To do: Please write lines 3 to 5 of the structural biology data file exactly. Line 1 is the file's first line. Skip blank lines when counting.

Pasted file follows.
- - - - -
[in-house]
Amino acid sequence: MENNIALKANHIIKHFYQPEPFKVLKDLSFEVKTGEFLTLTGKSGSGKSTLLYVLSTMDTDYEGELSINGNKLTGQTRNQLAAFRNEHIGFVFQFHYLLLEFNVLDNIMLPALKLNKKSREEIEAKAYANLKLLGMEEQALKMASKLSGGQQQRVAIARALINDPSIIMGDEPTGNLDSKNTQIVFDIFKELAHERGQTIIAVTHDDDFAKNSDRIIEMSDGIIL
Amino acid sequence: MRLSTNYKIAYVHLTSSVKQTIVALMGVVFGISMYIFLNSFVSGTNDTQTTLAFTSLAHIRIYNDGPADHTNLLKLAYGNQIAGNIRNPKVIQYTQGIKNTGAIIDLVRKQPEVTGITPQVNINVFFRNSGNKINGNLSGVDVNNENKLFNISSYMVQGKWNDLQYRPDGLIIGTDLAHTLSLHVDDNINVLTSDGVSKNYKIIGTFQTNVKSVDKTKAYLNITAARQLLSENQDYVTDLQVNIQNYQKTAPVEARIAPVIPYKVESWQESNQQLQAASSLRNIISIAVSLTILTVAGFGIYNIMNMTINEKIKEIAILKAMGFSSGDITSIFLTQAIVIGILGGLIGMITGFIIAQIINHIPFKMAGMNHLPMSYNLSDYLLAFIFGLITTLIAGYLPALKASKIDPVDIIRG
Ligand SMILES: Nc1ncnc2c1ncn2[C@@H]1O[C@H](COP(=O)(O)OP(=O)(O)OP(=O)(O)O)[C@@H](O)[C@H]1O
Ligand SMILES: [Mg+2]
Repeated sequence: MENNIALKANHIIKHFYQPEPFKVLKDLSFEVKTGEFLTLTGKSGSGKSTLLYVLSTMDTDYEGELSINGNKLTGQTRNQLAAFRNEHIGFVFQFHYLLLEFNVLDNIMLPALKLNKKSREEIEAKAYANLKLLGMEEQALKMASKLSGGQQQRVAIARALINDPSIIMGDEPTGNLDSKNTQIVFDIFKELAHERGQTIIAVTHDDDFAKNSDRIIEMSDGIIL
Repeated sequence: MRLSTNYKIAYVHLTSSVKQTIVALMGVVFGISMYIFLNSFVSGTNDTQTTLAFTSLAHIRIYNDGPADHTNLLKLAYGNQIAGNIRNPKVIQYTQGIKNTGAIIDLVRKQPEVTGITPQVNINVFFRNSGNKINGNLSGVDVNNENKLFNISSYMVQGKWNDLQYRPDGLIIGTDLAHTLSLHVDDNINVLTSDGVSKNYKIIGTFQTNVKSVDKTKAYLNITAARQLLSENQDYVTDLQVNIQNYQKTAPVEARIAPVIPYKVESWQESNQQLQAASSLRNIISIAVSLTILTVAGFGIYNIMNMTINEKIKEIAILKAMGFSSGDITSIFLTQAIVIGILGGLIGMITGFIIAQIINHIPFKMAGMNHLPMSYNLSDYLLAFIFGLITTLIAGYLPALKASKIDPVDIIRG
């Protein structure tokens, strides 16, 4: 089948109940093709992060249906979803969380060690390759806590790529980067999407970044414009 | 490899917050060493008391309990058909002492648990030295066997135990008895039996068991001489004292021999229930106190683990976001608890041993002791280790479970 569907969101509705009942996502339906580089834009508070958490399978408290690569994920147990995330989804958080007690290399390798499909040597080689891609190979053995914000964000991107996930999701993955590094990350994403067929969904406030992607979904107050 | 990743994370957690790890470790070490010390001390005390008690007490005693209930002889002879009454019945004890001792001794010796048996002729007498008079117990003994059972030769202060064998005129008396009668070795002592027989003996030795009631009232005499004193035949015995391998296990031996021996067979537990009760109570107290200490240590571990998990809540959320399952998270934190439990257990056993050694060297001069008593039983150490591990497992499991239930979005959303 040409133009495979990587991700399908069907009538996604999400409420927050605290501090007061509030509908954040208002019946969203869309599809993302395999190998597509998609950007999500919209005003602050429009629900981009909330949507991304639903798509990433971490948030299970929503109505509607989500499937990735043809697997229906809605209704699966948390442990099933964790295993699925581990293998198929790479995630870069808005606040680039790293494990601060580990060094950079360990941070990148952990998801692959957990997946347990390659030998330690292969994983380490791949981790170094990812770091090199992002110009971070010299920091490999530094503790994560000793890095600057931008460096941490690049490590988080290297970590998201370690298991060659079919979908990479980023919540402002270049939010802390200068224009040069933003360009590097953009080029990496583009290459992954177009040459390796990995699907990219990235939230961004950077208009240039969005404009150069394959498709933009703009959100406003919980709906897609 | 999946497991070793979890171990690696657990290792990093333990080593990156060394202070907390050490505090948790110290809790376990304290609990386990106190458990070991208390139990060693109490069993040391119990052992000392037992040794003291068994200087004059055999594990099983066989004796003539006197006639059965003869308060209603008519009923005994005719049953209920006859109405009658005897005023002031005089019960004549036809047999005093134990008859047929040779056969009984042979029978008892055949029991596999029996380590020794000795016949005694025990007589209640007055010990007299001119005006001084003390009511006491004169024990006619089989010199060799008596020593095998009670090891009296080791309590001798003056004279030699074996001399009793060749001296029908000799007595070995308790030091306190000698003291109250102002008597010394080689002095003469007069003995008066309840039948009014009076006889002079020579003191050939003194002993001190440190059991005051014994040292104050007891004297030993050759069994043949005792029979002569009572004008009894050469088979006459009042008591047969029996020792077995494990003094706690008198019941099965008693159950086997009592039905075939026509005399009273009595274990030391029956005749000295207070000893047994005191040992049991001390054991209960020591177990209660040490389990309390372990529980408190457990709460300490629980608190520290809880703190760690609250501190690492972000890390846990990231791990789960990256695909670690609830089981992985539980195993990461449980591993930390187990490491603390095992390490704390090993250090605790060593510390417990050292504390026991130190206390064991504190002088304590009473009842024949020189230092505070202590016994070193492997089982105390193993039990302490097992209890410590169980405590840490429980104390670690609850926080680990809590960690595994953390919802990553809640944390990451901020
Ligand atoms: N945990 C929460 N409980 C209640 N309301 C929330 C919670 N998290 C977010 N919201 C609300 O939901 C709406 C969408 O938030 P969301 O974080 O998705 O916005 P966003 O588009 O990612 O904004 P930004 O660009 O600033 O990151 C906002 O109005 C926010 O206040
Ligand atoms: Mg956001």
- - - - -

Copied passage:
Amino acid sequence: MRLSTNYKIAYVHLTSSVKQTIVALMGVVFGISMYIFLNSFVSGTNDTQTTLAFTSLAHIRIYNDGPADHTNLLKLAYGNQIAGNIRNPKVIQYTQGIKNTGAIIDLVRKQPEVTGITPQVNINVFFRNSGNKINGNLSGVDVNNENKLFNISSYMVQGKWNDLQYRPDGLIIGTDLAHTLSLHVDDNINVLTSDGVSKNYKIIGTFQTNVKSVDKTKAYLNITAARQLLSENQDYVTDLQVNIQNYQKTAPVEARIAPVIPYKVESWQESNQQLQAASSLRNIISIAVSLTILTVAGFGIYNIMNMTINEKIKEIAILKAMGFSSGDITSIFLTQAIVIGILGGLIGMITGFIIAQIINHIPFKMAGMNHLPMSYNLSDYLLAFIFGLITTLIAGYLPALKASKIDPVDIIRG
Ligand SMILES: Nc1ncnc2c1ncn2[C@@H]1O[C@H](COP(=O)(O)OP(=O)(O)OP(=O)(O)O)[C@@H](O)[C@H]1O
Ligand SMILES: [Mg+2]